The Nemuroglanis subclade is characterized by the presence of an interstitial NOR adjacent to a C+ block and the predominance of 2n = 58; these characteristics are present in the analyzed species from the genus Cetopsorhamdia (Vissoto et al. 1999 and present study), Taunayia bifaciata (Eigenmann & Norris, 1900) (Borba et al. 2011) and in five species of the genus Imparfinis (Eigenmann & Norris, 1900) (Kantek et al. 2009, Borba et al. 2011, Gouveia et al. 2012). If 2n = 58 is a plesiomorphic trait of the Heptapteridae family (Borba et al. 2011), then the reduction to 2n = 56 might indicate synapomorphy, grouping I. prope piperatus (Vissoto et al. 2001, Fenocchio et al. 2003), R. prope microcephala (present study) and R. microcephala (Lütken, 1874) (Fonseca et al. 2003). The hypothesis is supported by the presence of an interstitial NOR located on chromosomes that are not metacentric and not the largest in the karyotype of these species. The species Phenacorhamdia tenebrosa (Schubart, 1964), which belongs to the Nemuroglanis subclade, also has 2n = 58 (Borba et al. 2011), but no interstitial NOR. Since 2n = 58 is considered the basal number for Heptapteridae (Fenocchio et al. 2003, Borba et al. 2011), and the species Imparfinis borodini (Mees & Cala, 1989) (Vissoto et al. 1999), I. hollandi (Margarido and Moreira-Filho 2008) and Heptapterus mustelinus (Valenciennes, 1835) (Yano and Margarido 2012) have a reduced diploid number (2n = 52, 2n = 42 and 2n = 54, respectively), it is possible that Robertsonian translocations were responsible for the karyotypic changes.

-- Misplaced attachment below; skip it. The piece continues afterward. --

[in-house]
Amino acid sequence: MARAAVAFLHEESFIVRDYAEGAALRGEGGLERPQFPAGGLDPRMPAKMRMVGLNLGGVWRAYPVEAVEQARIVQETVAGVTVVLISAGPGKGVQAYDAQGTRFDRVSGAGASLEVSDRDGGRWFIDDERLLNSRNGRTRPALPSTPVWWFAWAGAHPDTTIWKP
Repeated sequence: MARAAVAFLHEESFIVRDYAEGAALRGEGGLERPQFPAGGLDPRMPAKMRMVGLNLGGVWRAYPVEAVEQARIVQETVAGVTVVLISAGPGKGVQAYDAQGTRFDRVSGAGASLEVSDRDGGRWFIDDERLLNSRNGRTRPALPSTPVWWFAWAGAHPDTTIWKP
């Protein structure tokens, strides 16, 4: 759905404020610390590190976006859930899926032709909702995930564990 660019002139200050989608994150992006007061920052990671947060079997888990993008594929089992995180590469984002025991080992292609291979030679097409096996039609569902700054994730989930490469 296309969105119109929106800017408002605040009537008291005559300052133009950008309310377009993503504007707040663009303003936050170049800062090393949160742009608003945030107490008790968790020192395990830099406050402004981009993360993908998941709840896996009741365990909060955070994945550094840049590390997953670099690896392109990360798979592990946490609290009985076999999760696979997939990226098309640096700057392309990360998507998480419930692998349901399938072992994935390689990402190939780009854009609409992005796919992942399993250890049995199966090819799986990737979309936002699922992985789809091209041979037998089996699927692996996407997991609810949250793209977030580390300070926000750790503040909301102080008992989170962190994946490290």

The C-banding and Ag-NOR patterns of Rhamdia and Pimelodella species (Swarça et al. 2007, Borba et al. 2011, Gouveia et al. 2012) are distinctly different from most taxa of the Nemuroglanis subclade that have been analyzed. The existence of cytogenetic characteristics that separate the recognized groups of Heptapteridae was initially proposed by Fenocchio et al. (2003). Thus, for example, the interstitial C+ band pattern is a more common feature of species of the Nemuroglanis subclade, such as C. iheringi and R. prope microcephala (Fig. 1b, 2d, respectively). Other species of the family Heptapteridae that do not belong to this subclade, such as P. vittata (Fig. 1d) and R. prope quelen (Fig. 2b), have different patterns of heterochromatin distribution (Swarça et al. 2007, Garcia et al. 2010, Garcia and Almeida-Toledo 2010). However, as the majority of heptapterid species have not been studied cytogenetically studied, then it is difficult to elaborate broader proposals.